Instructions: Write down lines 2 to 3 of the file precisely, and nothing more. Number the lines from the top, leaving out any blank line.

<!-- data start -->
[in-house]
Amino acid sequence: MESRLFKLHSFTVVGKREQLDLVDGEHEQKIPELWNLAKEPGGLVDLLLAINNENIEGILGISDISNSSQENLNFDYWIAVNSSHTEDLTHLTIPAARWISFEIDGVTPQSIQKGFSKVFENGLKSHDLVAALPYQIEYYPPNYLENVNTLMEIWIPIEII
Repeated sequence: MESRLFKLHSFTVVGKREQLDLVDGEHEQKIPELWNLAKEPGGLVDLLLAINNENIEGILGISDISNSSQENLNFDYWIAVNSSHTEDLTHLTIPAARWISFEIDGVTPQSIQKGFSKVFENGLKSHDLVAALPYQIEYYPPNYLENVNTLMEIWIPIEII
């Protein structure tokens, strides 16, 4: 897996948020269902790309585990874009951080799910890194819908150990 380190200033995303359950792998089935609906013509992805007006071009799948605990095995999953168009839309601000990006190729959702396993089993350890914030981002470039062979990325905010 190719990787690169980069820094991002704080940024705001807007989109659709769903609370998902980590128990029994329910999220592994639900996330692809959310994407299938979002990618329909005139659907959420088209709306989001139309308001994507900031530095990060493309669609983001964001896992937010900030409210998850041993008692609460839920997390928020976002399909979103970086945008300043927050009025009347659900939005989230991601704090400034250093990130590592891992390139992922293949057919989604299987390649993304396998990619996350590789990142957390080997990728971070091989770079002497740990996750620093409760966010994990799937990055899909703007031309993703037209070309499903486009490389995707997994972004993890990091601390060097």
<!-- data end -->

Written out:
Amino acid sequence: MESRLFKLHSFTVVGKREQLDLVDGEHEQKIPELWNLAKEPGGLVDLLLAINNENIEGILGISDISNSSQENLNFDYWIAVNSSHTEDLTHLTIPAARWISFEIDGVTPQSIQKGFSKVFENGLKSHDLVAALPYQIEYYPPNYLENVNTLMEIWIPIEII
Repeated sequence: MESRLFKLHSFTVVGKREQLDLVDGEHEQKIPELWNLAKEPGGLVDLLLAINNENIEGILGISDISNSSQENLNFDYWIAVNSSHTEDLTHLTIPAARWISFEIDGVTPQSIQKGFSKVFENGLKSHDLVAALPYQIEYYPPNYLENVNTLMEIWIPIEII